Posted on: October 19, 2020 Posted by: admin Comments: 0

Asia shares make cautious gains, investors eye China PMI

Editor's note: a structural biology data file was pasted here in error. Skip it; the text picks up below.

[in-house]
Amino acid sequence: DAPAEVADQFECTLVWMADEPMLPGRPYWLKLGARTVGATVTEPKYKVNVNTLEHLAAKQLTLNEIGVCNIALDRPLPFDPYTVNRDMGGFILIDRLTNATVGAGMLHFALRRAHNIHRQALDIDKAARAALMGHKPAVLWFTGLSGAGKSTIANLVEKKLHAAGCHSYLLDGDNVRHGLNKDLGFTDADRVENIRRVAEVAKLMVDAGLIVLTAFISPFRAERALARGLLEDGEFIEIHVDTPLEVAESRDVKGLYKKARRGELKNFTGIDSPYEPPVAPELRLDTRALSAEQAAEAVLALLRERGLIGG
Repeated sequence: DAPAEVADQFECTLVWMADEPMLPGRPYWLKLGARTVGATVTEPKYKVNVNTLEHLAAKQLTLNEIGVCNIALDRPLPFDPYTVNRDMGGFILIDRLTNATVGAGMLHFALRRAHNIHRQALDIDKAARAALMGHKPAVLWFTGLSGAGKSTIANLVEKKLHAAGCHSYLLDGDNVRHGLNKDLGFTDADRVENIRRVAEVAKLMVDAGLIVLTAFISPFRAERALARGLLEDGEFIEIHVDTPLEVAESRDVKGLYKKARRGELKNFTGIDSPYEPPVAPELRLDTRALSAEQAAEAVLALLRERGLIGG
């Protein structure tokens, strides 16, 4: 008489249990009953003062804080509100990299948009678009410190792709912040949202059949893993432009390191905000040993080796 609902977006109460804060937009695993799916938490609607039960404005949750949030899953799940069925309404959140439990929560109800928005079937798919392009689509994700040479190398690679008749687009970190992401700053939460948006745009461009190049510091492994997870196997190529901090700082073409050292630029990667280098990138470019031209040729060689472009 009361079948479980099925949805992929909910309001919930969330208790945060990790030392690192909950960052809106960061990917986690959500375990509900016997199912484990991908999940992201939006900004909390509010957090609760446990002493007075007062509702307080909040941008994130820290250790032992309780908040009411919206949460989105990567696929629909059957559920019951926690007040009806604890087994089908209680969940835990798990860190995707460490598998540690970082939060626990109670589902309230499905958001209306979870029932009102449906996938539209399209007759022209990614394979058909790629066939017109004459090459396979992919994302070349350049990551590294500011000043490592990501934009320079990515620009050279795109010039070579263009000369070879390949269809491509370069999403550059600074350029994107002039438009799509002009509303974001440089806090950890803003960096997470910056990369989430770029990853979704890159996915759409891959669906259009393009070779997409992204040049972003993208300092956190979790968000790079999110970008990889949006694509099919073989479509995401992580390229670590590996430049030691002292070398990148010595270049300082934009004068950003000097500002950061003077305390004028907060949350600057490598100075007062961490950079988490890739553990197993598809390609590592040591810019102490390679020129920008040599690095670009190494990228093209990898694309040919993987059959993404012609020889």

first_imgAsian share markets managed a tentative rally on Tuesday after European and US equities stabilized, though buying for month and quarter-end book balancing likely flattered the gains.There were also hopes a survey of Chinese manufacturing due later would show a sizable improvement for March as factories began to re-open.Forecasts are that the China’s official purchasing manufacturers’ index will bounce to 45.0, from a record-low 35.7 in February. E-Mini futures for the S&P 500 added another 0.3 percent, supported by talk of book-keeping demand.“It’s month-end rebalancing, whereby balanced funds now underweight equities versus fixed income given this month’s valuation destruction, need to buy stocks to get back into balance,” analysts at NAB said.Healthcare had led Wall Street higher, with the Dow ending Monday up 3.19 percent, while the S&P 500 gained 3.35 percent and the Nasdaq 3.62 percent.News on the coronavirus remained grim but radical stimulus steps by governments and central banks have at least provided some comfort to economies.Infections in hard-hit Italy slowed a little, but the government still extended its lockdown to mid-April. California reported a steep rise in people being hospitalized, while Washington state told people to stay at home.Trade ministers from the Group of 20 major economies agreed on Monday to keep their markets open and ensure the flow of vital medical supplies.Oil prices overwhelmedPortfolio management also played a part in the forex market where many fund managers found themselves over-hedged on their US equity holdings given the sharp fall in values seen this month, leading them to buy back dollars.That saw the euro ease back to US$1.1030 from a top of $1.143 on Monday, while the dollar index bounced to 99.207, from a trough of 98.330.Read also: US stimulus package is biggest ever, but may not be big enoughThe Japanese yen continued to attract safe-haven demand of its own, which left the dollar at 108.08  and off last week’s peak at 111.71.Oil prices plunged to the lowest in almost 18 years on Monday as lockdowns for the virus squeezed demand even as Saudi Arabia and Russia vied to pump more product.In a new twist, US President Donald Trump and Russian President Vladimir Putin agreed during a phone call on Monday to have their top energy officials meet to discuss slumping prices.“However, the reality is that the level damage to demand is likely to overwhelm any production cut agreement between major producers,” wrote analysts at ANZ in a note.“The lockdown of cities around the world and the shutdown of the aviation industry will cause a fall in demand the industry has never seen before.”Read also: Indonesian stocks soar 10% but COVID-19 risks loomPrices did at least try and steady early Tuesday, with US crude up 56 cents to $20.64. Brent crude futures gained 25 cents to $23.01 a barrel.In the gold market all the talk has been of a rush of demand for the physical product amid shortages in coins and small bars. Flows into gold-backed ETFs have ballooned by $13 billion so far this year, the most since 2004.The metal was holding at $1,616 an ounce, well up from a low of $1,450 touched early in the month.Topics : Analysts cautioned the result could even be higher given that the index measures the net balance of firms reporting an expansion or contraction in activity.If a company merely resumed working after a forced stoppage, it would read as an expansion without saying much about the overall level of activity.Read also: Indonesian stocks battered by profit-taking, hit sixth circuit breaker in monthIn any case, calmer markets globally helped MSCI’s broadest index of Asia-Pacific shares outside Japan rise 0.7 percent. Japan’s Nikkei edged up 0.2 percent and South Korea 1.4 percent.last_img read more